The boy said, “Hey Mister, did you know there was a man who lived in a school bus at the end of the street?”
“Yes, he was my friend,” I thought.
My route is in an area that has seen steady growth for a while, where old meets new and rich meets poor.
Back around the turn of the century I befriended a fellow bus driver named Johnny. Johnny used to sing in a rock band but he was taking a break from the scene. He wore a custom made black hat that earned him the nickname Black Hat Johnny.
We would sit outside the high school every afternoon playing and singing. Then one day we went inside the school and discovered that the men’s room by the office had the most amazing acoustics and the sweetest natural reverb. So we did what any self-respecting musicians would do. We started jamming out in the men’s room! After a while a man in a suit opened the door and looked in. He said, “I was wondering where that was coming from. Carry on.”
At that time Johnny was my only coworker with whom I had a friendship outside of work.
He lived in a school bus on the edge of town. He had dragged that old bus down from Minnesota and parked it on his little piece of land at the end of the street. He cut the top off and built a higher roof. He cut out the side of the bus and built a living room with a deck. The deck looked out on the hill where Johnny used to hike with his dog. He built a nice little home out of that old bus. Sitting on the deck one day I asked Johnny if the hills would be developed. He said, “Oh yeah. Million-dollar homes.”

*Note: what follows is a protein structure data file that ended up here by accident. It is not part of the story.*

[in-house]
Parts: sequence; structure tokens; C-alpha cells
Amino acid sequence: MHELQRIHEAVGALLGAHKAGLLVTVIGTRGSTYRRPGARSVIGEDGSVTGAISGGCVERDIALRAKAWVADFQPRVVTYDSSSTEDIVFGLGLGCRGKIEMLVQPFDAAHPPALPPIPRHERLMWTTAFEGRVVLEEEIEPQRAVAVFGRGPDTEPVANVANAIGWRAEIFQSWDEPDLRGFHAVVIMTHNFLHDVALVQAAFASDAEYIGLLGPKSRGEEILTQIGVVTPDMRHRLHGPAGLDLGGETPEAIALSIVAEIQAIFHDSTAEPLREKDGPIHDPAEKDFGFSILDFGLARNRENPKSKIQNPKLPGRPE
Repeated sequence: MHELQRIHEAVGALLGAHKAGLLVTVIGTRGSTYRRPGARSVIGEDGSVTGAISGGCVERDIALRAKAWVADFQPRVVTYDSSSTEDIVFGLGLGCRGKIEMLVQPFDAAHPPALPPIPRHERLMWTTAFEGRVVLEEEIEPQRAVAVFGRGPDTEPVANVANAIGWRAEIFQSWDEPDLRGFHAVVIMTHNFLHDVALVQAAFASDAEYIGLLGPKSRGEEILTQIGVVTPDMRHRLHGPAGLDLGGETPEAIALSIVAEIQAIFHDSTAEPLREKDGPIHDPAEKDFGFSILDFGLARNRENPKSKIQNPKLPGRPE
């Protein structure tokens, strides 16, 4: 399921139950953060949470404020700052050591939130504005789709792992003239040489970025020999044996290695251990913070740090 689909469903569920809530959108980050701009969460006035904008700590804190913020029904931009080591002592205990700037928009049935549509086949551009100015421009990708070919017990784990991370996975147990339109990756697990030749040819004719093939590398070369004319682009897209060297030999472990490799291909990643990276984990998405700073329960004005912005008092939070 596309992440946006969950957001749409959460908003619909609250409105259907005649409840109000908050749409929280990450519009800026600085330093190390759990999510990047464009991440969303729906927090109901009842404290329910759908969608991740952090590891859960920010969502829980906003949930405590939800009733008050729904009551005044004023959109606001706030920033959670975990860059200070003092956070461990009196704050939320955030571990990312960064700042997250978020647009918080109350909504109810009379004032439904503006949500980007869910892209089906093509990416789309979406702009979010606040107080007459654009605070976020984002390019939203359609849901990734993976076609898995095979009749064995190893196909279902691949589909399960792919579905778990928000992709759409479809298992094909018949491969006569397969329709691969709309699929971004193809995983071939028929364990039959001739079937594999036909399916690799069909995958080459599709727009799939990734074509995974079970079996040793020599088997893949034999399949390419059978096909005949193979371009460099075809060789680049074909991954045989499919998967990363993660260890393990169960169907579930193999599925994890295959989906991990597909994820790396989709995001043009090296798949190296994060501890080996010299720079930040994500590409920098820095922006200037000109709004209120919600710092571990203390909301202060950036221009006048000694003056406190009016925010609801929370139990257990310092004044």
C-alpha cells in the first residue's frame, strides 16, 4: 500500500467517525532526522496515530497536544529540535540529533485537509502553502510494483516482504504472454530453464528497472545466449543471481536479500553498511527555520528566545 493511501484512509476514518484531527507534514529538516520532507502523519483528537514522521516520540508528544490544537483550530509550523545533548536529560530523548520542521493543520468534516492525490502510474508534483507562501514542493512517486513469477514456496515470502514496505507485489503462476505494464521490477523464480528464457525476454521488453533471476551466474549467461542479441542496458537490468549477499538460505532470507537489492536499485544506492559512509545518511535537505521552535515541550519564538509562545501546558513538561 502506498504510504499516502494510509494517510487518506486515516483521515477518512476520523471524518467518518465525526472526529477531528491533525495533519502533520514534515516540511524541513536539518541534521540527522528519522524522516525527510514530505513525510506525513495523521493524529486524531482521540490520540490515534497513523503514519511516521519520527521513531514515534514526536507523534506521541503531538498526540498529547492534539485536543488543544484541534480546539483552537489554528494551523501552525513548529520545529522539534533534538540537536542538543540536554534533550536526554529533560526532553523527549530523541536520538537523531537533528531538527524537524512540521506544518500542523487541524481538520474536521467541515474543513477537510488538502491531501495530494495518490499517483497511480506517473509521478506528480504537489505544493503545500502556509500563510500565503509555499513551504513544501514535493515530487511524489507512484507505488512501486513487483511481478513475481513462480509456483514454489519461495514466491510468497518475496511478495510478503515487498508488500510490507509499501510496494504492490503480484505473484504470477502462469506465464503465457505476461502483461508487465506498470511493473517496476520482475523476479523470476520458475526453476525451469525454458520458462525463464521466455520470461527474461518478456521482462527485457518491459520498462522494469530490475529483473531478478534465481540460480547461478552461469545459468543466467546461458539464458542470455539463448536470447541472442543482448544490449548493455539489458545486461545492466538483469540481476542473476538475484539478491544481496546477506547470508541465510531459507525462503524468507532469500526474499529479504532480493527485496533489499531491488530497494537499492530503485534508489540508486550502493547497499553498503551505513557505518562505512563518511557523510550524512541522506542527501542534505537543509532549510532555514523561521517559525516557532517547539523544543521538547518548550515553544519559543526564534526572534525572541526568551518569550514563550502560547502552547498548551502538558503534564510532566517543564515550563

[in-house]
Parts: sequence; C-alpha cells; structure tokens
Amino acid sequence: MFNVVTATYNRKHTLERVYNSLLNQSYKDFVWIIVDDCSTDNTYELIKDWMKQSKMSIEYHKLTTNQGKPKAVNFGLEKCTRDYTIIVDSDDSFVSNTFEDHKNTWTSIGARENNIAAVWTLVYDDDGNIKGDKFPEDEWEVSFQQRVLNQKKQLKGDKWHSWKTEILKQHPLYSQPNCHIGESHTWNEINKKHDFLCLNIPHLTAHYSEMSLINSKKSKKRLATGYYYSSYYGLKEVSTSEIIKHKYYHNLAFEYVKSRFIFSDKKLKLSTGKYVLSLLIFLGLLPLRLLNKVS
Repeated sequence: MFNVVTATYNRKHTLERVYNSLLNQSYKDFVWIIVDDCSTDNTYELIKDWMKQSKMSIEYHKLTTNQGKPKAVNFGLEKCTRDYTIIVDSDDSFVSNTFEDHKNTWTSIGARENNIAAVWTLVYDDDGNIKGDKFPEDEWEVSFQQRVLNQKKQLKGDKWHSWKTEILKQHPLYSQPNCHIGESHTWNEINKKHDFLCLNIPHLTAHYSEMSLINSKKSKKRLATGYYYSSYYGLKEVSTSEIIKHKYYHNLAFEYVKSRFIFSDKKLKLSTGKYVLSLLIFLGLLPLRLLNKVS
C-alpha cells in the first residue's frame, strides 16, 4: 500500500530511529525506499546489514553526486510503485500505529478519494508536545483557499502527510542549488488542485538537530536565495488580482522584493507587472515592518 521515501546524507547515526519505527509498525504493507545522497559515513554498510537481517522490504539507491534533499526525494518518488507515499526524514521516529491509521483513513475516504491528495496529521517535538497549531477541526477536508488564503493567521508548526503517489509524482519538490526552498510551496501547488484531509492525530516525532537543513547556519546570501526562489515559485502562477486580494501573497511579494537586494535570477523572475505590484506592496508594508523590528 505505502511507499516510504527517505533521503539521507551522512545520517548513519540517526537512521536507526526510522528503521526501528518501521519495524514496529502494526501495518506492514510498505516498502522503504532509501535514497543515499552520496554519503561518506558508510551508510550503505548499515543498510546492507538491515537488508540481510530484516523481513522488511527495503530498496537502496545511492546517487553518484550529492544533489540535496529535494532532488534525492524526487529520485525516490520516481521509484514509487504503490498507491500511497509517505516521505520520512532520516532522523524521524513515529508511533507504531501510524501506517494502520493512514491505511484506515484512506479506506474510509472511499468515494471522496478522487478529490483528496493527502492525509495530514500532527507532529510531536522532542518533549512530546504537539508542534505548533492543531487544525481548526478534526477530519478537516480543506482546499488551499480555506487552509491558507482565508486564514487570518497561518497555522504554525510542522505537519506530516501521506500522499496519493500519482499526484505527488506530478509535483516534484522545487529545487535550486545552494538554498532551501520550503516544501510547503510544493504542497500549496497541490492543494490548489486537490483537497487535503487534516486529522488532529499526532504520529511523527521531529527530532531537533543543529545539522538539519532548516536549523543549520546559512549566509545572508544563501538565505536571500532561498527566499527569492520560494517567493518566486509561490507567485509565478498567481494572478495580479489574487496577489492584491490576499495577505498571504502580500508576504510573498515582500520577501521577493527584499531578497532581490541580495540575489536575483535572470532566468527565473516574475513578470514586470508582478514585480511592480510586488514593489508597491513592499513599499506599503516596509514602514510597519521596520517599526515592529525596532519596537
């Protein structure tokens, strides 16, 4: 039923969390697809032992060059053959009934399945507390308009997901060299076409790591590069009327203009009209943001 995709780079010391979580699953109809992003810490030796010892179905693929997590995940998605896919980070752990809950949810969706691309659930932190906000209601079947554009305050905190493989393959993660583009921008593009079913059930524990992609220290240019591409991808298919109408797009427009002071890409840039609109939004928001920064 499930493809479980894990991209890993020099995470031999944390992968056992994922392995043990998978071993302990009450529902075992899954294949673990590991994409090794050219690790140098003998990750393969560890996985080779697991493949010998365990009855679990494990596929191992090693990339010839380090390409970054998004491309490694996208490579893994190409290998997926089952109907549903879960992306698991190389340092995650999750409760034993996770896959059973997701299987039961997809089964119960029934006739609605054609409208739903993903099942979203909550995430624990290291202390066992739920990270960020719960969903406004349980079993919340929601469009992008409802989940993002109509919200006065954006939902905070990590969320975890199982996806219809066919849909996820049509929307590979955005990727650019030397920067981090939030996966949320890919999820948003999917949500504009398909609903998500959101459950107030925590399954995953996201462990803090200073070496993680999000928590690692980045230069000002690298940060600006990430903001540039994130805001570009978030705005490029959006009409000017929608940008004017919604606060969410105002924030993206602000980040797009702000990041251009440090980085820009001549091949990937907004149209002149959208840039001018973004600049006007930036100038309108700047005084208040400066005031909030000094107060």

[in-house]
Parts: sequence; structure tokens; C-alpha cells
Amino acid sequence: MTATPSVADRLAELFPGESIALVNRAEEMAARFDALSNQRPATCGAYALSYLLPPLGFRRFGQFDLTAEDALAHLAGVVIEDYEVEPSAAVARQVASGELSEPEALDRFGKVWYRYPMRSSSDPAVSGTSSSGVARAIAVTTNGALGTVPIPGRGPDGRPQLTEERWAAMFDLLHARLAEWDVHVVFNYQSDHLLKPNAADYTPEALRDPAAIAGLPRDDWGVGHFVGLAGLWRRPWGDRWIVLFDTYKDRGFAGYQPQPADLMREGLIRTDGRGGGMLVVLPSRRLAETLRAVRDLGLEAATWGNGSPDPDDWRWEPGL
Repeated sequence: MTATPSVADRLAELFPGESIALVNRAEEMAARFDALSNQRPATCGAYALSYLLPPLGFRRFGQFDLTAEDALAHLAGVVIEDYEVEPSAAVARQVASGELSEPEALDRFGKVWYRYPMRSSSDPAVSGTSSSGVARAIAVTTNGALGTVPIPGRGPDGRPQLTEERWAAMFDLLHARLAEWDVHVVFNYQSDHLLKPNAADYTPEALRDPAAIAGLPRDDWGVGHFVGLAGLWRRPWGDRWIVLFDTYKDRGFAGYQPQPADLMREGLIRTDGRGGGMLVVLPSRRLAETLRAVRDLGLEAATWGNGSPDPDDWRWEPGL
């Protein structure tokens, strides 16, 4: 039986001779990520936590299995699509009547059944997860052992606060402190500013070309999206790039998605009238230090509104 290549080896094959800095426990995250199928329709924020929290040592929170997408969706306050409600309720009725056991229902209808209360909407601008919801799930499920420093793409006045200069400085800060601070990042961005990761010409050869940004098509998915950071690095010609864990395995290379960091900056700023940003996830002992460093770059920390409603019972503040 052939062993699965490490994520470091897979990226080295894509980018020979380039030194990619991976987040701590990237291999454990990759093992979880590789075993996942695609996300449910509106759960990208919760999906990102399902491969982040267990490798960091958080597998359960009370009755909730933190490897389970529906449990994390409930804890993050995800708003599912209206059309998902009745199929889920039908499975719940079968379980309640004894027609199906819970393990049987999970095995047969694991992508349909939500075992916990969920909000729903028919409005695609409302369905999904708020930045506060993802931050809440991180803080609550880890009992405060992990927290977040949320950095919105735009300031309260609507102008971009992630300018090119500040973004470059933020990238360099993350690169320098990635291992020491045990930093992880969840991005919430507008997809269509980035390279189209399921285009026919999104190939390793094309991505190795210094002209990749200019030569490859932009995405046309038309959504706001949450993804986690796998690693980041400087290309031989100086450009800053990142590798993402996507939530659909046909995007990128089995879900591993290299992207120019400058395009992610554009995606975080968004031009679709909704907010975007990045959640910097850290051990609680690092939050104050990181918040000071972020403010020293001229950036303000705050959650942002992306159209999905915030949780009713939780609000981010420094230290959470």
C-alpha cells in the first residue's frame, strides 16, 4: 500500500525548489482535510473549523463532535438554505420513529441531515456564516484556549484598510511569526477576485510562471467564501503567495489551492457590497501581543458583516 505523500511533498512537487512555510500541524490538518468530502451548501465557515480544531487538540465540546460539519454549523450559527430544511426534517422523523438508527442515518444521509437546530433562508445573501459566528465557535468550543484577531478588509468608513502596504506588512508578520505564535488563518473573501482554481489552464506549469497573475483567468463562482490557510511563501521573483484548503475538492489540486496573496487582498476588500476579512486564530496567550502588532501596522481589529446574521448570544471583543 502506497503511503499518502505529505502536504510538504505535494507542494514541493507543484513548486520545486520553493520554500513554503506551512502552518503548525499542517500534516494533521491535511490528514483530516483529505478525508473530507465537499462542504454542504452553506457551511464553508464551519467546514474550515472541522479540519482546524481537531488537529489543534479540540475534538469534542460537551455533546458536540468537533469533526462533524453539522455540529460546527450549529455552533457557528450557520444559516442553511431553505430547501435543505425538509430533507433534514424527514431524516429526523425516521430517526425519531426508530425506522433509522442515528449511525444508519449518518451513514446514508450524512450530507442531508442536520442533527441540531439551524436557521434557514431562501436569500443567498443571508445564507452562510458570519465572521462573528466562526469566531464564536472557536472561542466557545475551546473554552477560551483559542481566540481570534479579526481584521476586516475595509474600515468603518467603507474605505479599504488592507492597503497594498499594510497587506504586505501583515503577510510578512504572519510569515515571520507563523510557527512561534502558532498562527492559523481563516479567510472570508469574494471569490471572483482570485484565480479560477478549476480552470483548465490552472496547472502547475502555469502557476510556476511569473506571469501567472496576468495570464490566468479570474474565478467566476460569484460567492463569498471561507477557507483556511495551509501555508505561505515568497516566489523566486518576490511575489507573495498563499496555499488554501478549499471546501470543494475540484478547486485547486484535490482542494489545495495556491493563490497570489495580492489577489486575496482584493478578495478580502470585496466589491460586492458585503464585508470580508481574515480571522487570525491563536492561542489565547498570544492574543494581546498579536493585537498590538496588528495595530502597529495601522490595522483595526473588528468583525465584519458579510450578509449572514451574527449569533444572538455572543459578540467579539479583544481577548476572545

He was right, though he never lived to see it. The hills have been filled in. They put up a fence so the McMansions wouldn’t have to see the little old school bus house.
Johnny tried to talk me into buying an old bus and parking it on his land.
He said, “You can build it up and we’ll be neighbors!”
The part about being neighbors sounded good but building a bus into a house was way more work than I was willing to commit to.
Johnny took time off from work because it was getting difficult for him to get around. It was the end of the school year and he figured he had all summer to heal and get back in the saddle when school started in the fall. He had his new route picked out and he was excited about it.
We had our end of the year bus driver party at a local venue. My band Stone Waltz had graciously agreed to perform for the bus drivers free of charge.
During our set I called Johnny up to the stage. He hobbled to the stage leaning on a cane. He grabbed the microphone like a boss and belted out some classic rock tunes. Everyone was blown away including me. I’d only ever heard Johnny sing accompanied by my acoustic guitar. I hadn’t seen him in his element; a rock and roll singer up on the stage. It was to be Johnny’s last stand.
It wasn’t long after that night that Johnny called to tell me he had cancer.
For the next few months I visited Johnny in his school bus home. I would bring my guitar and sing to him when he was too weak to sing.
Johnny left us on Jan 16, 2003. That day I wrote a song called School Bus Driver Man.
Now in 2017, I’m back in the old neighborhood picking up kids on Johnny’s street. There’s a house where the bus once sat. And there’s a legend of a man who lived in that old bus.
Black Hat Johnny
photo by google street view